DARMSTADT, Germany—Europe’s Sentinel-3A Earth observation satellite on Feb. 16 was successfully placed into low Earth orbit aboard a German-Russian Rockot launch vehicle operating from the Plesetsk Cosmodrome in northern Russia.
Officials at the European Space Agency’s space operations center, ESOC, here confirmed that the satellite was in the correct location and sending signals via a ground station in Kiruna, Sweden and that its solar panels had correctly deployed.
The launch is the latest milestone in Europe’s multibillion-euro Copernicus environment-monitoring network, which features a half-dozen satellite families, several of which have been ordered in batches to assure an uninterrupted data flow for a decade or more.
That is the case with Sentinel-3A, whose multi-instrument payload will monitor ocean wave height, sea and land temperature, sea-ice area and thickness and contribute to weather forecasting.
Europe’s 30-nation Eumetsat organization, based here, will operate Sentinel-3A after a five-month commissioning phase managed by the 22-nation European Space Agency (ESA).
The European Commission – the executive arm of the 28-nation European Union — owns the Copernicus network and has set aside 4.3 billion euros for it in its current seven-year budget running to 2020.
With a recent prime contract award to Thales Alenia Space of France and Italy for the third and fourth copies of Sentinel-3A satellites, this piece of the Copernicus puzzle is now assured of data continuity for at least 14 years – each satellite has a minimum expected life of seven years – and more like 24 years given the amount of on-board fuel each spacecraft carries.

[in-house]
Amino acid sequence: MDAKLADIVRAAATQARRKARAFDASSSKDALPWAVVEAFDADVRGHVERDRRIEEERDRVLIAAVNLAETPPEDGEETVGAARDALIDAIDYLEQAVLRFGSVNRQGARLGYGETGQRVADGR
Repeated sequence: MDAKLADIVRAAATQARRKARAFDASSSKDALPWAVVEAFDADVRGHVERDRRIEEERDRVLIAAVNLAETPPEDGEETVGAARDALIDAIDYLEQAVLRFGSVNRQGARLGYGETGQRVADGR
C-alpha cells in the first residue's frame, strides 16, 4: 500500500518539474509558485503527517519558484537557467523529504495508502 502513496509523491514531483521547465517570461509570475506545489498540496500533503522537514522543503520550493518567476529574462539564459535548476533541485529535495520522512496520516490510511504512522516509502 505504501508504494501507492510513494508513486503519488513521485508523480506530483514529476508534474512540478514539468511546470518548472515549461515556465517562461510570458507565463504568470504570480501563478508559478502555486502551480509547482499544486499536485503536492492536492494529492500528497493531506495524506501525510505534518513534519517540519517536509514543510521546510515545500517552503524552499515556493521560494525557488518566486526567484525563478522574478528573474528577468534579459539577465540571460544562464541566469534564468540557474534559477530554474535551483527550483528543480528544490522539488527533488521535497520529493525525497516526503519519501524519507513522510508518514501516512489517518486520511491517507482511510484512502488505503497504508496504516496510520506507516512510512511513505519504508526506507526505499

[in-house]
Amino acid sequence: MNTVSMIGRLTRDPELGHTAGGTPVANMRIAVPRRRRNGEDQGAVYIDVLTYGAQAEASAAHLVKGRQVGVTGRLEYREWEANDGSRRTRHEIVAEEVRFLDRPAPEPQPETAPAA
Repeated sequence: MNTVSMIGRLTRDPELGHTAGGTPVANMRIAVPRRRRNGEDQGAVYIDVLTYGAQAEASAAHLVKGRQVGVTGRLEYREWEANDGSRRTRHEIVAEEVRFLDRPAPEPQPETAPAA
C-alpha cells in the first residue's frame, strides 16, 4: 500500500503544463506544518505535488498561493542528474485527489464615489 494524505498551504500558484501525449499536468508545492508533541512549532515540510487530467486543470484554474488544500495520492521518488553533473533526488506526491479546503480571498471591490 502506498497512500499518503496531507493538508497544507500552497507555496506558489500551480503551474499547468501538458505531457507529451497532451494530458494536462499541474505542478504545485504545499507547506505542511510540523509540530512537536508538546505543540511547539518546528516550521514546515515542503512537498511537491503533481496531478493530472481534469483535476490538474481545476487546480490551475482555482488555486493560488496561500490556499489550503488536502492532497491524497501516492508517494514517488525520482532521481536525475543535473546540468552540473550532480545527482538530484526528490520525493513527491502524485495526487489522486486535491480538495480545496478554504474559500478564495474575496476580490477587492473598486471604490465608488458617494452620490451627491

Sentinel-3A was contracted in April 2008, with the identical 3B contracted in early 2010 for a total of 530 million euros, or $576 million at today’s exchange rates, for the two satellites. The 3C and 3D models were contracted earlier this year in a single contract that valued each satellite at 225 million euros.
Volker Liebig, director of Earth observation at ESA, said the 3C and 3D units cost about the same as the 3B ordered six years earlier. Liebig said the entire Sentinel satellite program is now less than 5 percent over its initial cost estimate, made in 2005, despite the fact that, in part owning to European Commission rules, ESA was unable to make bulk purchases of the Sentinel 1, 2 and 3 series – a total of 12 satellites.
Given the recent costs of the C and D units for Sentinels 1, 2 and 3, it is all but certain that by 2020 the program will have come in under its initial budget. “I don’t know many public infrastructure programs that can say that,” Liebig said. “It was only possible by working very closely with European industry, so Sentinel is an industrial success as well.”
Sentinel-3B is scheduled for launch, aboard a European Vega rocket, in mid-2017, with the 3C and 3D units set to be ready as soon as 2019 or 2020, depending on when they are needed.
The Sentinels 1, 2 and 3 series are all designed to operate as two-satellite missions, with the spacecraft spaced 180 degrees from each other. The Sentinel-3 satellites operate from 815 kilometers in a polar, sun-synchronous orbit.
The European Commission estimates that, with six Sentinel satellites in orbit, the program will be beaming down 8 terabytes per day of data, making Copernicus a Big Data challenge.